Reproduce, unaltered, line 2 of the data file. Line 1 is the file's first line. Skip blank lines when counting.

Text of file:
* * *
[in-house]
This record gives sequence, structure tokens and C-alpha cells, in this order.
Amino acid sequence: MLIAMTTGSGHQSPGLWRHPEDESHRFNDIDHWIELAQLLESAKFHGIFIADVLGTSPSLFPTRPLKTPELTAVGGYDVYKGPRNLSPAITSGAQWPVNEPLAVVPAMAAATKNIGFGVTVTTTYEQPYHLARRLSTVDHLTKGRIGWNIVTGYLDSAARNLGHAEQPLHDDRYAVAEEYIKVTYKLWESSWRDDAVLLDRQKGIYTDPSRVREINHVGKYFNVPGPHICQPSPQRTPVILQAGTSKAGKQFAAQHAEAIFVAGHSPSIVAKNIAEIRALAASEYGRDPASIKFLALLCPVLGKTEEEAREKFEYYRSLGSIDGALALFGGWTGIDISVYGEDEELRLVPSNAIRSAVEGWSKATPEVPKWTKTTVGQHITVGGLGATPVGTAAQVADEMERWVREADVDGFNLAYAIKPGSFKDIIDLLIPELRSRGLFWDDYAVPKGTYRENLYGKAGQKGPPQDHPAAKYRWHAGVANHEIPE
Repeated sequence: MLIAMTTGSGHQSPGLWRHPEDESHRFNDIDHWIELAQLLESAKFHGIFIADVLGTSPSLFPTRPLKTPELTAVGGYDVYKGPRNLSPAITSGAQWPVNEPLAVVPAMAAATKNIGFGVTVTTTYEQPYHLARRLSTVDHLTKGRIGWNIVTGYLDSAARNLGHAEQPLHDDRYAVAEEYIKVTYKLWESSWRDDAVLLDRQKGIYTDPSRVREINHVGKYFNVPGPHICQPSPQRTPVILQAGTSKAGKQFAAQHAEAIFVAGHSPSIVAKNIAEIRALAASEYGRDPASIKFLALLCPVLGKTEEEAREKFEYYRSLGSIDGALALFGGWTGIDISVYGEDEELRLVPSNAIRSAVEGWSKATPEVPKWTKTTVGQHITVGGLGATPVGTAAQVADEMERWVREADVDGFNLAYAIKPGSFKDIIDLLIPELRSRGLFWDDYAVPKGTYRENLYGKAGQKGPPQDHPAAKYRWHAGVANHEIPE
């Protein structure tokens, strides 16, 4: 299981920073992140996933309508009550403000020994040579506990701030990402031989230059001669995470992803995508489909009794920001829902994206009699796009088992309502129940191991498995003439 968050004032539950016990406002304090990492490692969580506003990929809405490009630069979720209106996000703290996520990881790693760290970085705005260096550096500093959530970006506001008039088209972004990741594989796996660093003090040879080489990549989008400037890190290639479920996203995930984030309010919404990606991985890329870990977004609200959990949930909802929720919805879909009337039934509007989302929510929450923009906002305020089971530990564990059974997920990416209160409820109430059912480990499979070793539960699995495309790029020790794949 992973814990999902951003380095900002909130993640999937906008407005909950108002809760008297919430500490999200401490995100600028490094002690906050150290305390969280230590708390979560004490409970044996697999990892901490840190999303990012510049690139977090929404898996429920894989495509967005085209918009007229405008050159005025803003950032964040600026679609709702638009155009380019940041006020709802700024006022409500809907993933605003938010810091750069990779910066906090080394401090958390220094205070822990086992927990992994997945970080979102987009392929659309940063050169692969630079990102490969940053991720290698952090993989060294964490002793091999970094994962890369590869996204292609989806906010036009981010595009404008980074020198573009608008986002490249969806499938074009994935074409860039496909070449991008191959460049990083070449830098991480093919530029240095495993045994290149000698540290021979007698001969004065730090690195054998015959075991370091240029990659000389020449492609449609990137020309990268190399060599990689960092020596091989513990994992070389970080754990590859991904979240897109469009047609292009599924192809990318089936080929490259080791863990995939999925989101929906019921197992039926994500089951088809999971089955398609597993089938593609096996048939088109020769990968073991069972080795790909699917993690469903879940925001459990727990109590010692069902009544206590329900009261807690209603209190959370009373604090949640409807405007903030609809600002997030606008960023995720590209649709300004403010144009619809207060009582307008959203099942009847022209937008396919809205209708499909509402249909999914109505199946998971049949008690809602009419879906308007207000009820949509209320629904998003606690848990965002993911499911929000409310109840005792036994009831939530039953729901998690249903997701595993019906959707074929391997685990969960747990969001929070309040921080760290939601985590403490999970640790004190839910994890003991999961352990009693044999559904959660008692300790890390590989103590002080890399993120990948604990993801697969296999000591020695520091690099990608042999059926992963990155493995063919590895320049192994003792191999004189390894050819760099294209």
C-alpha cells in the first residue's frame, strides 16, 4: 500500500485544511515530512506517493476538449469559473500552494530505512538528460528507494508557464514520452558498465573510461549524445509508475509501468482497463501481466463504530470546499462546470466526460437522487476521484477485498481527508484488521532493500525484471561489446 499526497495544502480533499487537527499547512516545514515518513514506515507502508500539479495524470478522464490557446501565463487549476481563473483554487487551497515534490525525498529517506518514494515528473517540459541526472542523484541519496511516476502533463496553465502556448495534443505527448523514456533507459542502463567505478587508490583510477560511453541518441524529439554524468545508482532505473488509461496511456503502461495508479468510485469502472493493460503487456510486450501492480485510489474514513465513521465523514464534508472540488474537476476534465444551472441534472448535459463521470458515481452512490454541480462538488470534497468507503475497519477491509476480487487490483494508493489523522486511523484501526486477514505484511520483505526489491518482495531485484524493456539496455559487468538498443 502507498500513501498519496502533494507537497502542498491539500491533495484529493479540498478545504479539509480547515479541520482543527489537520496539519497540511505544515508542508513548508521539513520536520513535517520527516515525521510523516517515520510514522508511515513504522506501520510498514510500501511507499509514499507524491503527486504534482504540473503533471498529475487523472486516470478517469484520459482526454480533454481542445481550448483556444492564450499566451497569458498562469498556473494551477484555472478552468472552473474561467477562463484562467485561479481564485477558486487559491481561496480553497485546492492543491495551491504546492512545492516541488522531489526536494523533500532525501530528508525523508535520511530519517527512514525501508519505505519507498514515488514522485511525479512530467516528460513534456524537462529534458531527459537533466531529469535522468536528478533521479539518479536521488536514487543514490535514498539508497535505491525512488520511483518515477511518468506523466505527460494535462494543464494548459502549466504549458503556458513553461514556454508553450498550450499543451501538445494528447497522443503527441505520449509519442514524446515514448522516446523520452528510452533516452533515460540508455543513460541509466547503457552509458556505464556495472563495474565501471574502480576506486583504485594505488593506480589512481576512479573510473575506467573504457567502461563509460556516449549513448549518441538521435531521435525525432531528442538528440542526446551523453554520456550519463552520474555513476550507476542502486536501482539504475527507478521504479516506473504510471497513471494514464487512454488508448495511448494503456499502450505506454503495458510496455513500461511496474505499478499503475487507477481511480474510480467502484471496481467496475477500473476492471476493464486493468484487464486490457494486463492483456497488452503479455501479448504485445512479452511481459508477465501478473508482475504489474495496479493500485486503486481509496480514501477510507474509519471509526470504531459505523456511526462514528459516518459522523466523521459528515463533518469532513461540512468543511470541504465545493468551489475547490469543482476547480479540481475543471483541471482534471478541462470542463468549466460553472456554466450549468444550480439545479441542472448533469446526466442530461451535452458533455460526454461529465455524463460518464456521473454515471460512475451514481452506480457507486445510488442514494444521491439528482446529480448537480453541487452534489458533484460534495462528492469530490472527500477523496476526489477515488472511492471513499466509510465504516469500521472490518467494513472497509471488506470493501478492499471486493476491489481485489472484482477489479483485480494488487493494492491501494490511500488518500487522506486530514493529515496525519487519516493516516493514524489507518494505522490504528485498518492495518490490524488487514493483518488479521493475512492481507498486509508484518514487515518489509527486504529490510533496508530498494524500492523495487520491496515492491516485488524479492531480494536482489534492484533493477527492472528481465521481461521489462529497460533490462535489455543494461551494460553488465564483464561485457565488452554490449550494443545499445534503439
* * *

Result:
This record gives sequence, structure tokens and C-alpha cells, in this order.